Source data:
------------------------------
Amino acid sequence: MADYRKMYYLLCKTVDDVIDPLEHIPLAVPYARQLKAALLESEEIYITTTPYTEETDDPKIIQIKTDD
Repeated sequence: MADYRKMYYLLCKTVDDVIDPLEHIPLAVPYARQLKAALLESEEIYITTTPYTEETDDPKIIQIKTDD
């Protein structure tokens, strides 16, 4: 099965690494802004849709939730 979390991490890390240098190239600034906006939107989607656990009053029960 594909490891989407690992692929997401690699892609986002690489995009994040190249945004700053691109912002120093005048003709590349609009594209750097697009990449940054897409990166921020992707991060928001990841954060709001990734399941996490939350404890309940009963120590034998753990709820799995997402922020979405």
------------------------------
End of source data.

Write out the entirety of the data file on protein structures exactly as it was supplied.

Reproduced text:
Amino acid sequence: MADYRKMYYLLCKTVDDVIDPLEHIPLAVPYARQLKAALLESEEIYITTTPYTEETDDPKIIQIKTDD
Repeated sequence: MADYRKMYYLLCKTVDDVIDPLEHIPLAVPYARQLKAALLESEEIYITTTPYTEETDDPKIIQIKTDD
């Protein structure tokens, strides 16, 4: 099965690494802004849709939730 979390991490890390240098190239600034906006939107989607656990009053029960 594909490891989407690992692929997401690699892609986002690489995009994040190249945004700053691109912002120093005048003709590349609009594209750097697009990449940054897409990166921020992707991060928001990841954060709001990734399941996490939350404890309940009963120590034998753990709820799995997402922020979405």